The European Union and Turkey will hold a summit on the migration crisis on March 7, top EU officials said Wednesday, with the bloc keen to stem the migrant flows making their way from Turkey to Europe.
"The high numbers [of arrivals] we are still witnessing have to go down, and quickly so," EU President Donald Tusk told the European Parliament in Brussels. "This is also why we decided to organize a special meeting with Turkey on March 7."
All 28 EU leaders will attend the meeting and also hold separate talks on ways to preserve Europe's cherished free-travel Schengen area, European Commission President Jean-Claude Juncker added.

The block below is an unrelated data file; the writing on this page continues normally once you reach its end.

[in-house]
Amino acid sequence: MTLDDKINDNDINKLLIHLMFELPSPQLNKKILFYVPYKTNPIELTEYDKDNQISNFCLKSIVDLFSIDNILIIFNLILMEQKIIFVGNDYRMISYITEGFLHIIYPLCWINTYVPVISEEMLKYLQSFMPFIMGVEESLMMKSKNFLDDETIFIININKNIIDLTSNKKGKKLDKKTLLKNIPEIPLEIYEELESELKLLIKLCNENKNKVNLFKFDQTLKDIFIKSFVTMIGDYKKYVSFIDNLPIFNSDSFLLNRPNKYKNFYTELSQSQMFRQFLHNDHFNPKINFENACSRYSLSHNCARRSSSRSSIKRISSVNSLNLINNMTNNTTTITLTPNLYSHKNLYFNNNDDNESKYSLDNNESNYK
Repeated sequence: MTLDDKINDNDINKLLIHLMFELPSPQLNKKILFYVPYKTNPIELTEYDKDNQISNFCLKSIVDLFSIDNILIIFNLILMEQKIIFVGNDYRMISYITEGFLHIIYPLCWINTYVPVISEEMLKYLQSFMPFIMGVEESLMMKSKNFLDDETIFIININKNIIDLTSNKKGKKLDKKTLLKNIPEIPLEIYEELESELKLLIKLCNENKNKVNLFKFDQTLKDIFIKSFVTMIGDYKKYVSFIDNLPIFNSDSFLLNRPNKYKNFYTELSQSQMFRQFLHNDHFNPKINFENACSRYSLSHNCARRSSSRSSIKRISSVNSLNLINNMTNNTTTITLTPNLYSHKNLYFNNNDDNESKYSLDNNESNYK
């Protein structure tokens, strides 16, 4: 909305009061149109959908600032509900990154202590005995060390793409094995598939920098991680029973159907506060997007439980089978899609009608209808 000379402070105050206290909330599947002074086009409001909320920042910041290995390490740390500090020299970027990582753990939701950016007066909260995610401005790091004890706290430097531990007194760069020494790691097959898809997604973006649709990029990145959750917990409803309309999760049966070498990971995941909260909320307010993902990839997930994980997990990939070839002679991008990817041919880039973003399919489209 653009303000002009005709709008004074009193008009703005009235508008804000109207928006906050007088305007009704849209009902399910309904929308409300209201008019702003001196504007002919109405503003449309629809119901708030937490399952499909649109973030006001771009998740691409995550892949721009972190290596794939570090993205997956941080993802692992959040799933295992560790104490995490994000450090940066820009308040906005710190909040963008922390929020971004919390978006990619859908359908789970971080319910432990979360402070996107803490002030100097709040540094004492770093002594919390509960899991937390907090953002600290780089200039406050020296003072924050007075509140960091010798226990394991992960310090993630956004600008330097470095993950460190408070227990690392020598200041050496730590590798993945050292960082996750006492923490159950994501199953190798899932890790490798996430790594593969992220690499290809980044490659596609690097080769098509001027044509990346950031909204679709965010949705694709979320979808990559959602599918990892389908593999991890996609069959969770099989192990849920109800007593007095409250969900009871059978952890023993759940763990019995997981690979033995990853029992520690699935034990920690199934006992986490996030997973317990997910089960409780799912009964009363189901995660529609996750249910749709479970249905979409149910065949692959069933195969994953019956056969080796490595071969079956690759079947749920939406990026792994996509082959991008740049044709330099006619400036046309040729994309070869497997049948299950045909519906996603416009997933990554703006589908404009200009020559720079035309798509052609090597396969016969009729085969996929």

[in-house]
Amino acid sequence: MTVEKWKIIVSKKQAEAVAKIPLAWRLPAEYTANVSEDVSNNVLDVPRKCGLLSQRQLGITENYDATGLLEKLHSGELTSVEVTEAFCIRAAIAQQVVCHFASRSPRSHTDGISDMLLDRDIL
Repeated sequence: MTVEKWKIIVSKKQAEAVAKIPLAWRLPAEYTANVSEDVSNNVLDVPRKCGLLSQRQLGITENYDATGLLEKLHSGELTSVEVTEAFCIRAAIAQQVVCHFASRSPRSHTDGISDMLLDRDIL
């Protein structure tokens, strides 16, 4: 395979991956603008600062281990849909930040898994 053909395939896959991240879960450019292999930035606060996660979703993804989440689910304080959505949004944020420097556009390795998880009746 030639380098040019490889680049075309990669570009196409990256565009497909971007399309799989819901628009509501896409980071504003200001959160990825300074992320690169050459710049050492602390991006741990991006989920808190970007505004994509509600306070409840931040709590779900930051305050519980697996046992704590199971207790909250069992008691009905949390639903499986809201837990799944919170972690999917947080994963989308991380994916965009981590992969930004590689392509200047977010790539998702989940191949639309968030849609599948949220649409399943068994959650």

The EU had struck a deal with Turkey in November promising the country 3 billion euros (3.3 billion dollars) in refugee aid and closer ties with the EU, in return for efforts by Ankara to curb the migration flows. But they have shown little sign of abating so far.
"Turkey has to deliver now. It has to unequivocally improve its measures to reduce the refugee flows in Europe's direction," the EU's commissioner for neighbourhood policy, Johannes Hahn, told the German news website Zeit Online.
The country should ensure more efficient border controls in cooperation with Greece and implement "tough and finally effective measures against people smugglers," Hahn said.
Europe saw more than 1 million migrants and asylum seekers arrive in 2015, many of them from conflict-torn countries in the Middle East. Another 100,000 have arrived since the beginning of this year.